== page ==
Fortuitous Vesting

Business, Legal & Accounting Glossary

Definition: Fortuitous Vesting

Full Definition of Fortuitous Vesting

To create a trust, it is necessary that the trust property comes into the hands of the trustees. Typically this is not a problem since the settlor will perform to satisfaction the steps needed to effect the transfer. Sometimes, though, either the settlor fails to do what is required of him or the steps he does take for some reason fall short. Equity does not, on the whole, seem to care very much how the legal title comes into the hands of the trustees, just so long as it does. This means that a trust which is improperly constituted may later be rescued if the trust property, by coincidence, happens to fall to the trustees. This may happen if, for example, the trustee is appointed to administer the estate of the settlor, or else if the rule in Strong v Bird (1874) is determined to apply.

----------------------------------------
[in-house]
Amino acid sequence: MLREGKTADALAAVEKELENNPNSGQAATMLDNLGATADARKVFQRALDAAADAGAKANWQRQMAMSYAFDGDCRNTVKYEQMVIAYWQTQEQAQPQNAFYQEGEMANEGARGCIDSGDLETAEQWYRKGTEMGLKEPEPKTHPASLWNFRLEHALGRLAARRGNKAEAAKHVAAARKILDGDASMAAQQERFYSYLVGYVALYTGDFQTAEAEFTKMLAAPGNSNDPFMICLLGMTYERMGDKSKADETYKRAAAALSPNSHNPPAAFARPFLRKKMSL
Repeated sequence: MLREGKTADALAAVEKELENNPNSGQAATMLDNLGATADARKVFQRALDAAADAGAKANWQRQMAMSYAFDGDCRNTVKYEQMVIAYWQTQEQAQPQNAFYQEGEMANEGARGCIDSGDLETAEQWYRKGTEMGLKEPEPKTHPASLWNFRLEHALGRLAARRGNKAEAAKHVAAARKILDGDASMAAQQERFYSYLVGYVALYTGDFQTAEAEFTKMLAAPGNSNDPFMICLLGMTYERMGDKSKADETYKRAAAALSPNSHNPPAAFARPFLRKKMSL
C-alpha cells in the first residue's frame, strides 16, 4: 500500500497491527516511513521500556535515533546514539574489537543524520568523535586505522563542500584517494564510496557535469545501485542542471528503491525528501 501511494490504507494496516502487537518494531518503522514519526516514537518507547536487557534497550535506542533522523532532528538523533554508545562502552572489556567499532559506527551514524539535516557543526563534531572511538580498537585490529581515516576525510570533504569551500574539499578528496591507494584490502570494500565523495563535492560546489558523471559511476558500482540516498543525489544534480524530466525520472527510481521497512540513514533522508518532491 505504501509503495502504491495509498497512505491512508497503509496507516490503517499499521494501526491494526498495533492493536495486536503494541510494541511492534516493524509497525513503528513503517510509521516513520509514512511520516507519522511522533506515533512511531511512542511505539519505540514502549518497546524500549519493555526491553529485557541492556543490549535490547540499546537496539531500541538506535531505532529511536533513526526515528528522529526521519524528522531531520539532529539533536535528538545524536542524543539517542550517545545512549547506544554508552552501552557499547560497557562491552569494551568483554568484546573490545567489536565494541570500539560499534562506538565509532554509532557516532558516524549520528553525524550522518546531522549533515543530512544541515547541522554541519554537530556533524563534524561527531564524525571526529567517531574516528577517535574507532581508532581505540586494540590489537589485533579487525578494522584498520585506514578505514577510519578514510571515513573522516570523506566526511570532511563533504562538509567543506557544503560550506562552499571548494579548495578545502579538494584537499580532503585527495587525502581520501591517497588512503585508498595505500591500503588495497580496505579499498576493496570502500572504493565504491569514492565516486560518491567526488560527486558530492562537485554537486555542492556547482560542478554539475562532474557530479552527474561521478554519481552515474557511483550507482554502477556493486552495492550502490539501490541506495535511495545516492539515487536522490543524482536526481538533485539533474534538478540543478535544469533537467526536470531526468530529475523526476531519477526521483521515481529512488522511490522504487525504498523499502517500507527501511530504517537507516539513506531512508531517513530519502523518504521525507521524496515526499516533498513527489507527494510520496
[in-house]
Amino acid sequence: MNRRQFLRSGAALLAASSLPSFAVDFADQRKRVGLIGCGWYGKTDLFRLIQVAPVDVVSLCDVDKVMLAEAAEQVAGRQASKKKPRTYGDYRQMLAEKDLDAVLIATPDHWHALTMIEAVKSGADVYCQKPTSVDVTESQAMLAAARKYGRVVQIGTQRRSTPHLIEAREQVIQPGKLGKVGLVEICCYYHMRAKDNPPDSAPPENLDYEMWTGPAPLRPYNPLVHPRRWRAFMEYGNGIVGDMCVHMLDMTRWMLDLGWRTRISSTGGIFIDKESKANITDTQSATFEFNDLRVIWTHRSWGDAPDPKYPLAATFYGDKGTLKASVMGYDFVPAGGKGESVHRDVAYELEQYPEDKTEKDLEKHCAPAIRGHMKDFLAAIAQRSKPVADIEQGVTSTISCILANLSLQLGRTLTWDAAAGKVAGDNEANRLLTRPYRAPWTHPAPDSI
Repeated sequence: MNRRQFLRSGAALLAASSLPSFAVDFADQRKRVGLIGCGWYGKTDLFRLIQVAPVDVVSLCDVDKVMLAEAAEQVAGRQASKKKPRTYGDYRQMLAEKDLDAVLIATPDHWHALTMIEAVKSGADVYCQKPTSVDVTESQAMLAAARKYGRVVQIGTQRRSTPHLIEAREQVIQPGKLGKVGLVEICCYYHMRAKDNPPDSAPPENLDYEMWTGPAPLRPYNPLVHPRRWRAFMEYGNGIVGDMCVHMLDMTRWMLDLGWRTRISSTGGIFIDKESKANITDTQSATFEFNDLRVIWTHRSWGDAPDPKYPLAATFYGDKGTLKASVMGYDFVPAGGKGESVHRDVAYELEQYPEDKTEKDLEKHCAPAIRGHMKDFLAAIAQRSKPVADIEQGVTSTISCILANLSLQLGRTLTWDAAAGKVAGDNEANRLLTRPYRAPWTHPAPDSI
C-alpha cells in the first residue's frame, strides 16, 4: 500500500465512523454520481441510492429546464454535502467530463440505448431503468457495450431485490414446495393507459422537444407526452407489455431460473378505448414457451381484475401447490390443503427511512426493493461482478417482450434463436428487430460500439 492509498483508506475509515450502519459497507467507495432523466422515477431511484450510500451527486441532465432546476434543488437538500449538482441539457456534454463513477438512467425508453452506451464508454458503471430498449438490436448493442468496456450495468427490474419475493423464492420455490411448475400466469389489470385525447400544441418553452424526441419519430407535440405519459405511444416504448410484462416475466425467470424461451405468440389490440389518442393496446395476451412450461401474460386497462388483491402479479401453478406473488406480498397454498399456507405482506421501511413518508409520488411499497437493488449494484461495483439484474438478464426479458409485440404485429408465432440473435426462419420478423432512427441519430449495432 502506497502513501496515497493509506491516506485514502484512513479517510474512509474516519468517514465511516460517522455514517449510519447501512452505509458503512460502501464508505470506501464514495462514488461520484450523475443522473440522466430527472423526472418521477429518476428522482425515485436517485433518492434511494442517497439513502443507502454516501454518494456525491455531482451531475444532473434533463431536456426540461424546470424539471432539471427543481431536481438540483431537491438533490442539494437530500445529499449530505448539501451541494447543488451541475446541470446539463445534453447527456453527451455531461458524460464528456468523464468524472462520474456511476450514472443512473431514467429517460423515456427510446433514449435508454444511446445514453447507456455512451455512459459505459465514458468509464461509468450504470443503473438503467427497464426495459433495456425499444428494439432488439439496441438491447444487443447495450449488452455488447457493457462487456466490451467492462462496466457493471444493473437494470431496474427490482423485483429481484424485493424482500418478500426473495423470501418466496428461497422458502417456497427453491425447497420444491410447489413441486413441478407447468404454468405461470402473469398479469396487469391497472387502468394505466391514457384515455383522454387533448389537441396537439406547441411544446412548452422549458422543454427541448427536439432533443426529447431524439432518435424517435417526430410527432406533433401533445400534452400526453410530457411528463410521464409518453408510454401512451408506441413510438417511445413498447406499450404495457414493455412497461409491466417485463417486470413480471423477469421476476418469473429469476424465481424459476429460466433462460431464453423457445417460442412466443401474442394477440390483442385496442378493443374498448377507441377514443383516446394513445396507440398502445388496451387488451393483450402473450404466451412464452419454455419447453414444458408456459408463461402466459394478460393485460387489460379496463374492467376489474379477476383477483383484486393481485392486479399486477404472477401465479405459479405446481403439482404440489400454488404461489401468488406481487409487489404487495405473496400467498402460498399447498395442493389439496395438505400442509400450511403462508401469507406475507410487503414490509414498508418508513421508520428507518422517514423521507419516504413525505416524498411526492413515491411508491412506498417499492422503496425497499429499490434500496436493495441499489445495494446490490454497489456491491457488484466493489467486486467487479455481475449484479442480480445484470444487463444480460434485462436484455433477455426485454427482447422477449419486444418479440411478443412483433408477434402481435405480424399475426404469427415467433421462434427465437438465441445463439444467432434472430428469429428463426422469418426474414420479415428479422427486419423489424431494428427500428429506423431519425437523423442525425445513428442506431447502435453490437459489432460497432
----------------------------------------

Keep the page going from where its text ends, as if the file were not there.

See also: Imperfect Gift, Constitution Of Trusts, Strong v Bird (1874).

Cite Term

To help you cite our definitions in your bibliography, here is the proper citation layout for the three major formatting styles, with all of the relevant information filled in.

Page URL
Modern Language Association (MLA):
Fortuitous Vesting. Payroll & Accounting Heaven Ltd. September 21, 2021
Chicago Manual of Style (CMS):
Fortuitous Vesting. Payroll & Accounting Heaven Ltd. (accessed: September 21, 2021).
American Psychological Association (APA):
Fortuitous Vesting. Retrieved September 21, 2021, from website:

Definition Sources

Definitions for Fortuitous Vesting are sourced/syndicated and enhanced from:

  • A Dictionary of Economics (Oxford Quick Reference)
  • Oxford Dictionary Of Accounting
  • Oxford Dictionary Of Business & Management

This glossary post was last updated: 6th April, 2020 | 124 Views.